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Who Will Act as My Conservator?

When an elderly parent becomes unable to make his or her own decisions regarding finances and medical care, an adult child or other person must assume the role of conservator. Through proper estate planning, a person can nominate, in advance, a conservator to act should the need arise. In the absence of such planning, however, it often falls to a probate judge to determine which person will act in the conservatee’s best interests.

Under California law, if a person does not nominate his or her own conservator, the probate court has the “sole discretion” to appoint one. The court must give preference, in descending order, to the person’s (1) spouse or domestic partner, (2) adult child, (3) parent, (4) sibling, or (5) any other person who offers to serve as conservator. When two or more people seek to act as a conservator, the court will follow the preference order only if the judge determines each petitioner is “equally qualified.”

Sibling Disagreement Leads to Outside Intervention

A recent California appeals court decision illustrates this law in practice. This case is only discussed here for informational purposes and should not be construed as legal advice. The case involved two siblings who opposed the appointment of an unrelated professional fiduciary to serve as their mother’s conservator.

Ruth Willett, a resident of San Diego, suffers from dementia. Following the death of her husband, Willett moved out of her home and into an assisted living facility that provided specialized care for dementia patients. Willett’s children, Stephan Willett and Jolaine Hatter, agreed their mother needed a conservator for both her person (to make medical decisions) and property (to manager her finances). Stephan Willett, who lives in Virginia, initially petitioned a California probate judge to name him temporary conservator. Willett claimed his sister exercised “undue influence” over their mother, and he feared she would attempt to move her to a different assisted living facility outside of San Diego.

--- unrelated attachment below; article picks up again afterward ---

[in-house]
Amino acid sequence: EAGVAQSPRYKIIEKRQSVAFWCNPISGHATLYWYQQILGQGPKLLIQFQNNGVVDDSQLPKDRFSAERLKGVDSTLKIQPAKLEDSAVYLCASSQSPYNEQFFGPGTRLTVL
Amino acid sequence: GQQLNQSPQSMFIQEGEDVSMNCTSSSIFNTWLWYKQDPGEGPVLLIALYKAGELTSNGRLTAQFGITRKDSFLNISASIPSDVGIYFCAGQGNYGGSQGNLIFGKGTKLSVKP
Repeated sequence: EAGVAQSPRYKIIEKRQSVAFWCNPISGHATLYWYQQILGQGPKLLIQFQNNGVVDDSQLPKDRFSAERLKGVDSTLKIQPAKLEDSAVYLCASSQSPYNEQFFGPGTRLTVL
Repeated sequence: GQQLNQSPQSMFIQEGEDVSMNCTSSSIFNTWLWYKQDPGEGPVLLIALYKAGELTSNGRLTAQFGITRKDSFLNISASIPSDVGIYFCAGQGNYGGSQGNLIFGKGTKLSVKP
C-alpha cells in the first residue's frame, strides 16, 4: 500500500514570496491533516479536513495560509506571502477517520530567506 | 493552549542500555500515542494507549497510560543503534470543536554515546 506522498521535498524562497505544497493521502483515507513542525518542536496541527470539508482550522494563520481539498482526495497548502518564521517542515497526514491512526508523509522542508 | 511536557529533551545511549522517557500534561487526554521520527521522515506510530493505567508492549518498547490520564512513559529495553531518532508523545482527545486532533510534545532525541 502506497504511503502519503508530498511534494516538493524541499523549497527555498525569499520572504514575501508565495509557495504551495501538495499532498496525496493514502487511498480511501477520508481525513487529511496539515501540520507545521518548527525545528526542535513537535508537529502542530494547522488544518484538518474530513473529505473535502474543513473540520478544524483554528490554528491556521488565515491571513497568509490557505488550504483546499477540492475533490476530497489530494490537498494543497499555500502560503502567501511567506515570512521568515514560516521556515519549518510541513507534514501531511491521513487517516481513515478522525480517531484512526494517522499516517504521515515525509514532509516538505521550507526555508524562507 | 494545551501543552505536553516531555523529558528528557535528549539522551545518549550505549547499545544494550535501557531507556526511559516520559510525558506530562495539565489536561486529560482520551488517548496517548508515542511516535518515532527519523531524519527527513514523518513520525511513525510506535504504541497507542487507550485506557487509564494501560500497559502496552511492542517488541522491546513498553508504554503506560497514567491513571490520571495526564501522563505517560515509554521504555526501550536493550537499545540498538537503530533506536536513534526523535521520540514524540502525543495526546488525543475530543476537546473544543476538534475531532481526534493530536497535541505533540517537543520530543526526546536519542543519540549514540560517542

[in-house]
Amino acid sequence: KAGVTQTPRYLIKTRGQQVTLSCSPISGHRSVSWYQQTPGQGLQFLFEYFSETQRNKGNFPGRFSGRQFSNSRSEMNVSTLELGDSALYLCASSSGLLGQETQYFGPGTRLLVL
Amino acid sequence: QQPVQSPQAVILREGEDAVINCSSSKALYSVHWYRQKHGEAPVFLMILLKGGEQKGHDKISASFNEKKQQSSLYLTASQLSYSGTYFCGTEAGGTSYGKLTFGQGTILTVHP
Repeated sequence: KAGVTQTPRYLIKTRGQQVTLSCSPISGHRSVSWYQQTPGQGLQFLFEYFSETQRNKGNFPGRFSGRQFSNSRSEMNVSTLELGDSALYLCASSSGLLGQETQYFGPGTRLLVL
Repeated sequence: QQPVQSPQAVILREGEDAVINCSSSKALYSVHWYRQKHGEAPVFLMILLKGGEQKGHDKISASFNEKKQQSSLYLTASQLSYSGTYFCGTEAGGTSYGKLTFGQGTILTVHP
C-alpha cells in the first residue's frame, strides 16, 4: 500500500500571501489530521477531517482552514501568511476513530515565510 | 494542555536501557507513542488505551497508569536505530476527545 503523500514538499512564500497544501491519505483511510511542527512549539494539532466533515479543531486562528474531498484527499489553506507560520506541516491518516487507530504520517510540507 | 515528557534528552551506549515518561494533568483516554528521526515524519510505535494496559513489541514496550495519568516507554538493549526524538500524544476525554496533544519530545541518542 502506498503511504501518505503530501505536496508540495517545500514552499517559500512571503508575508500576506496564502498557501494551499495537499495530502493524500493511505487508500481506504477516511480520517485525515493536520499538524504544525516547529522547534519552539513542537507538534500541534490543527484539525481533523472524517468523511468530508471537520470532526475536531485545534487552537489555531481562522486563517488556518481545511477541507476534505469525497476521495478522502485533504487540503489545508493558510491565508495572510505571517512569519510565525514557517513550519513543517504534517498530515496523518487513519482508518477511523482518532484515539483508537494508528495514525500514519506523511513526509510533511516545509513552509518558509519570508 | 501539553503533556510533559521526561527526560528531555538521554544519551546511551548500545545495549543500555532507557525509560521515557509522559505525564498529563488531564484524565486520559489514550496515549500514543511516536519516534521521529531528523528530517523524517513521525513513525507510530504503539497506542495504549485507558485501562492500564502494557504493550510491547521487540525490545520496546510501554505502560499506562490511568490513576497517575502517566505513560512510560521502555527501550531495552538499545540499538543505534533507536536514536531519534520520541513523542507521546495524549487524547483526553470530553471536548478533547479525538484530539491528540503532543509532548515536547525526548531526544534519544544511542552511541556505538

Hatter opposed her brother’s petition. She said her mother previously signed estate planning documents designating her as conservator. The probate judge appointed an attorney to independently represent Ruth Willett. The court asked each of the parties to recommend an independent conservator and psychiatrist for Ruth Willett. Only Willett’s court-appointed attorney complied with the court’s order, and on her advice the judge appointed Gerry Donelly, a professional fiduciary, to serve as temporary conservator.

The court-appointed psychiatrist subsequently confirmed that Ruth Willett suffered from dementia and bipolar disorder and required a permanent conservator. The psychiatrist noted that Willett lacked the mental capacity to enter into contracts or make estate planning documents. This eliminated Hatter’s claim to the conservatorship based on her mother’s previous nomination. Because the children ultimately could not agree on who should act on their mother’s behalf, the court retained Donnelly as permanent conservator. Stephan Willett appealed the judge’s decision. The court of appeals affirmed, however, noting the trial court acted well within its discretion.

Cases like this emphasize the importance of getting your affairs in order before it’s too late for you to act. Never assume your family will agree on the best course of action with regard to your financial and medical care. Contact the Law Office of Scott C. Soady today if you have any questions or concerns.

Related Links
How Making an Estate Plan Can Prove Your Mental Competency
The Problem of Dueling Conservators

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